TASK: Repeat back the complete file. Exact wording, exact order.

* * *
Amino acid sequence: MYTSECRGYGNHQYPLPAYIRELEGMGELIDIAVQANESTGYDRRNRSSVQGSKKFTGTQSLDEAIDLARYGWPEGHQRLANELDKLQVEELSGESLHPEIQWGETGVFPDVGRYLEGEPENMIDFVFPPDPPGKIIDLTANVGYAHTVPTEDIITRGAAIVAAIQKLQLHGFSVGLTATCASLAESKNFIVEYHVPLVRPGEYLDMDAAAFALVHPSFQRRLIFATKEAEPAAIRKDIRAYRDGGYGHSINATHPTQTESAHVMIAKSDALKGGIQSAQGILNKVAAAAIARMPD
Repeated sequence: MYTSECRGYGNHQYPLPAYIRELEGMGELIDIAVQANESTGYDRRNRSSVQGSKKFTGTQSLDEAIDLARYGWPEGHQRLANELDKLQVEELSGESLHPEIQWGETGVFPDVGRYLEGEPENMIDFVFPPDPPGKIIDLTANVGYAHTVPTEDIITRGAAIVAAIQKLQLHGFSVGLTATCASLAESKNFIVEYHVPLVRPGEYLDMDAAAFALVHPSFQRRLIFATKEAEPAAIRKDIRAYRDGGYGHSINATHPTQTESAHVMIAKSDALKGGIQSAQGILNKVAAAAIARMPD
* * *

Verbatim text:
Amino acid sequence: MYTSECRGYGNHQYPLPAYIRELEGMGELIDIAVQANESTGYDRRNRSSVQGSKKFTGTQSLDEAIDLARYGWPEGHQRLANELDKLQVEELSGESLHPEIQWGETGVFPDVGRYLEGEPENMIDFVFPPDPPGKIIDLTANVGYAHTVPTEDIITRGAAIVAAIQKLQLHGFSVGLTATCASLAESKNFIVEYHVPLVRPGEYLDMDAAAFALVHPSFQRRLIFATKEAEPAAIRKDIRAYRDGGYGHSINATHPTQTESAHVMIAKSDALKGGIQSAQGILNKVAAAAIARMPD
Repeated sequence: MYTSECRGYGNHQYPLPAYIRELEGMGELIDIAVQANESTGYDRRNRSSVQGSKKFTGTQSLDEAIDLARYGWPEGHQRLANELDKLQVEELSGESLHPEIQWGETGVFPDVGRYLEGEPENMIDFVFPPDPPGKIIDLTANVGYAHTVPTEDIITRGAAIVAAIQKLQLHGFSVGLTATCASLAESKNFIVEYHVPLVRPGEYLDMDAAAFALVHPSFQRRLIFATKEAEPAAIRKDIRAYRDGGYGHSINATHPTQTESAHVMIAKSDALKGGIQSAQGILNKVAAAAIARMPD